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Inside Texas Politics: COVID killed Democrats' messaging in D.C., political analyst says, as special session stalemate drags on

It appears Democrats are successfully keeping their coalition together and are intent on running out the clock on this special session.

DALLAS — The big political news remains in the House chamber at the state capitol. 

We are entering week three of Texas House Democrats in Washington, D.C. 

COVID has now become a distraction, but it appears Democrats are successfully keeping their coalition together and are intent on running out the clock on this special session to kill another Republican bill to change how and when Texans vote. 

Dems in D.C.

State Rep. Gene Wu, D-Houston, spoke to Inside Texas Politics from the Washington hotel where he and his colleagues remain in their self-imposed exile.

He said that the Democrats' goal in going to D.C. was to have the public "woken up" to what he called the slow erosion of the public's right to vote, and, on this halfway point of the special session, Wu said he believes that goal has been accomplished.

"When we started here... we said we need to change the narrative of what's happening throughout the nation, we need to bring awareness to the situation, we need to get people woken up about what is going on," Wu said.

RELATED: Texas Democrats expected to return to Austin in two weeks once special session ends

However, over the past week, that messaging got muddled after headlines turned to the handful of Texas Democrats testing positive for COVID-19.

"It killed their messaging," explained Ross Ramsey with The Texas Tribune. "They were trying to concentrate on getting Congress to pass voting legislation that would preempt what they don't like in in Texas, and instead they spent the week talking about COVID."

"They're going to have to get attention back to get anywhere with their program," Ramsey added.

But the next plot twist in the Texas House Democrats fleeing to D.C. could happen at the state's Supreme Court. Justices are being asked to decide whether Gov. Greg Abbott can legally veto salaries for the legislative branch. Abbott did that because Democrats left in May. 

Whatever the Supreme Court of Texas decides – it will have political implications. Will the Supreme Court do Abbott a favor by upholding his veto power? Or by giving him an out from this stalemate?

Changing political landscape

The Republican Party of Texas is officially under new leadership. 

Lt. Col. Allen West resigned to run for governor. The new chairman is a known name among Texas conservatives: it's Matt Rinaldi. He is a former state representative from Dallas County. 

Rinaldi originally endorsed one of Abbott's challengers, raising the question: how he will work with the governor?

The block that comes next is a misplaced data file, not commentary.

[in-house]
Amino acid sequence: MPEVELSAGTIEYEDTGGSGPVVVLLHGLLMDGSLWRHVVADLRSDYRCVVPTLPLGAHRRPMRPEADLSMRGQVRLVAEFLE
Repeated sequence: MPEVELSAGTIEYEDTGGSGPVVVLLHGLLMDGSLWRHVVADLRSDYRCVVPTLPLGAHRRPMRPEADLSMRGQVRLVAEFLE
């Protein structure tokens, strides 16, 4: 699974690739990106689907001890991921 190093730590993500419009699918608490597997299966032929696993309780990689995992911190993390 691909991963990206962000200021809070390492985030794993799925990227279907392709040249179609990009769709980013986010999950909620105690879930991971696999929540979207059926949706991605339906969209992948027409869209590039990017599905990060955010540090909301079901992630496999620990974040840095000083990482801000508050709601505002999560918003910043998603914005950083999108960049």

Rinaldi acknowledged that there are "splinters" in the Texas GOP, but said those same splinters exist in any organization or business. He said those differences can be overcome by "treating people with respect, hearing their views and allowing everyone to have a voice."

RELATED: New GOP chair vows to work with Republicans (Democrats, not so much)

That approach could be essential going forward in future elections. 

And there's one bright spot for Republicans here: the Rio Grande Valley – the southern tip of Texas. 

We've talked a lot on Inside Texas Politics about how presidential races are getting closer and closer in Texas. But over the last three to four years, Republicans have chipped away at this Democratic stronghold.

And the city of McAllen just elected its first Republican mayor in decades. Mayor Javier Villalobos spoke to us from McAllen City Hall about the change his election represents and whether Republicans are making a mistake about not being more inclusive in the party.

"I can't speak for that, but I can speak for what I did," Villalobos said. "And what worked for me was to be inclusive for everybody. If you're Republican and you're trying to gain support, you're not going to get it from other Republicans, you're going to get it by bringing in people." 

RELATED: New Republican mayor in Democrat stronghold pledges bipartisanship. Can it last?

"There's no reason to be adversarial," he added.


The Delta variant is beginning to put young Texans in the hospital. But Abbott says masks will not be required again, even in public schools. Do counties and cities and schools have many options? Politically, is this tough talk helping him with the far right of the party?

"I think that what you're going to see is those county commissioners and those city council people and all those, they're going to get the message out to get vaccinated and encourage the schools and the teachers to encourage the parents to have masks on their children and put masks on, because these governmental agencies, they can't do too much because of what Abbott has done," WFAA political producer Berna Dean Steptoe explained on the show.

Watch this week's entire episode of Inside Texas Politics below:

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